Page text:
Federal protections for the first bee species to be listed as “endangered” in the continental US have been blocked, one day before they were due to go into effect. The freeze is a result of an executive order by President Donald Trump, which temporarily halts any regulations passed under President Barack Obama that haven't yet taken effect.
The US Fish and Wildlife Service announced in January that it was placing the rusty patched bumblebee on the endangered species list. The bumblebee, which is native to the Midwest and East Coast and is key for pollinating crops, has lost 90 percent of its range in the past 20 years. Last year, the government agency had added seven other bee species, all from Hawaii, to the endangered species list.
An endangered species listing means certain protections are applied: listed animals can’t be hunted, for example, or their critical habitats can’t be degraded. The rusty patched bumblebee is now in limbo, though it may not remain there long. The Fish and Wildlife Service said in a Federal Register notice that it was postponing the listing’s effective date to March 21st, according to the Associated Press. The Natural Resources Defense Council is “exploring all options, including litigation,” Rebecca Riley, senior attorney at the NRDC, tells The Verge.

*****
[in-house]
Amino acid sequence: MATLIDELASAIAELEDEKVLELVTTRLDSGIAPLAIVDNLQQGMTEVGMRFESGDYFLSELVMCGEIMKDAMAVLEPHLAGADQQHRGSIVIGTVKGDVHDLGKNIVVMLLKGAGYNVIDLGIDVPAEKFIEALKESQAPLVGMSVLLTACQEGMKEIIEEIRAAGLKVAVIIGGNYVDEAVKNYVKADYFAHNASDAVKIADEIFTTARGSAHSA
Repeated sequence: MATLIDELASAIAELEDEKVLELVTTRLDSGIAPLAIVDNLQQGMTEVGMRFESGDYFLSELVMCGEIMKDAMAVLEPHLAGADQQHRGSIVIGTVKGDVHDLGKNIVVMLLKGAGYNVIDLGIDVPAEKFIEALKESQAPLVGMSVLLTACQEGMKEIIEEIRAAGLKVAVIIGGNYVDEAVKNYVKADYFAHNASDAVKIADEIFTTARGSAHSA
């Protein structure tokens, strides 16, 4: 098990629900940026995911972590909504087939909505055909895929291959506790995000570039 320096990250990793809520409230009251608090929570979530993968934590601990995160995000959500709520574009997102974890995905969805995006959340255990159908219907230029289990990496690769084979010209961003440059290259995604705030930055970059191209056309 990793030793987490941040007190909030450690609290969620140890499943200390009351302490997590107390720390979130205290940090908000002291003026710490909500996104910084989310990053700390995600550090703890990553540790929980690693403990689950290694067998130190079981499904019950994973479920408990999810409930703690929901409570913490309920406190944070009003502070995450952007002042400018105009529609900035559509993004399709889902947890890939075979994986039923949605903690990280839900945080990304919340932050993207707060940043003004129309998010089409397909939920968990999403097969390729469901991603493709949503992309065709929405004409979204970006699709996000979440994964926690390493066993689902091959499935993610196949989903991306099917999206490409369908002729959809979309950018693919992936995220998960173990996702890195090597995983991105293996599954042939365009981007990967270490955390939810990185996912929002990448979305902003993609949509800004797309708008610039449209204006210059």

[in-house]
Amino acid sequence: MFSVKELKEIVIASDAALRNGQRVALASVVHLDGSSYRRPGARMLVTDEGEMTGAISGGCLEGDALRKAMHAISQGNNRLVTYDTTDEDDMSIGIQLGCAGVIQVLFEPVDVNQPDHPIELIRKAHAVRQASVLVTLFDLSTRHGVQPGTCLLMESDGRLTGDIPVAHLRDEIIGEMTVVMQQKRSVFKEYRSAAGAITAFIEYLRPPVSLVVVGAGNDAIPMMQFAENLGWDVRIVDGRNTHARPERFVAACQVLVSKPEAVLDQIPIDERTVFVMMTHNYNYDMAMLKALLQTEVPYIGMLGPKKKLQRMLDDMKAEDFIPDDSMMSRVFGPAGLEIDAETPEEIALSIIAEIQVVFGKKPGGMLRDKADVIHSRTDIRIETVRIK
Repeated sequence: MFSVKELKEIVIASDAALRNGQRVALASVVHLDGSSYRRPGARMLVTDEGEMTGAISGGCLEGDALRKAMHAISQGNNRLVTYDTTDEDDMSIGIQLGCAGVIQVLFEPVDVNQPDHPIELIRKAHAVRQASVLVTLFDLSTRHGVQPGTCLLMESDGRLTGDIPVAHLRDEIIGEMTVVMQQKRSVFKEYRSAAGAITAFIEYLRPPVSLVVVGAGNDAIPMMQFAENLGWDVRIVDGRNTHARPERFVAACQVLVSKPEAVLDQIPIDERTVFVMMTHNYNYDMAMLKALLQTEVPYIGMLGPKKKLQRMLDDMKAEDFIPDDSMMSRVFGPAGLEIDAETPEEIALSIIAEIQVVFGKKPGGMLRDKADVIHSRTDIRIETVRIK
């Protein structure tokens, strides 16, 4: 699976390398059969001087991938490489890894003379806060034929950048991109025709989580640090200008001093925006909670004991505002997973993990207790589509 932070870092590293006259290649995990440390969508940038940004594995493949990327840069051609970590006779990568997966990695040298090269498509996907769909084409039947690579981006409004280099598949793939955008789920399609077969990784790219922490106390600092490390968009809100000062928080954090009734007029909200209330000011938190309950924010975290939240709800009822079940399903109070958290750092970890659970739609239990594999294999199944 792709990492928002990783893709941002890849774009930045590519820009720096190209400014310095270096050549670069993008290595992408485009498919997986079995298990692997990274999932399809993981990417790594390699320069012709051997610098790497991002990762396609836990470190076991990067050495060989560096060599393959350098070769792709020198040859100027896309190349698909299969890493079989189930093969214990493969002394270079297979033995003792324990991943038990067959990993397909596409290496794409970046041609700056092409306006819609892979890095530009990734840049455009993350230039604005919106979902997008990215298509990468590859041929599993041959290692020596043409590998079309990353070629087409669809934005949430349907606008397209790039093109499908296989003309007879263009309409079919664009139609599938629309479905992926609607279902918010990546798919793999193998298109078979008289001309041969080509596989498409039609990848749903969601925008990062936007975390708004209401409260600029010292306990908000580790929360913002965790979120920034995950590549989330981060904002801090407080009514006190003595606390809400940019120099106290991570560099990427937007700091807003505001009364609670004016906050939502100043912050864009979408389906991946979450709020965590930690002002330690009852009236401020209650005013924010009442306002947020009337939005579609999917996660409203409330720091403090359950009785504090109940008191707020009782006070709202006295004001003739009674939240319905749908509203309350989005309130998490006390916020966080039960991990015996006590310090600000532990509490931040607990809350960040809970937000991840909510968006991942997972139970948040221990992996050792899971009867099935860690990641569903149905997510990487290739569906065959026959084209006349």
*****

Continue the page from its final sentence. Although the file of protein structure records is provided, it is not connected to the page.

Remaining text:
“This bee is critically endangered, it’s one of the most critically endangered species in the United States,” Riley says. “The bee can’t wait. It needs the protections of the Endangered Species Act and it needs them now.”
The move to freeze the bumblebee’s listing is just the latest attack on endangered species in the US. Last month, some Republicans introduced a bill in the House to change the Endangered Species Act in a way that would undermine the law, and the protections it grants to species at risk of extinction.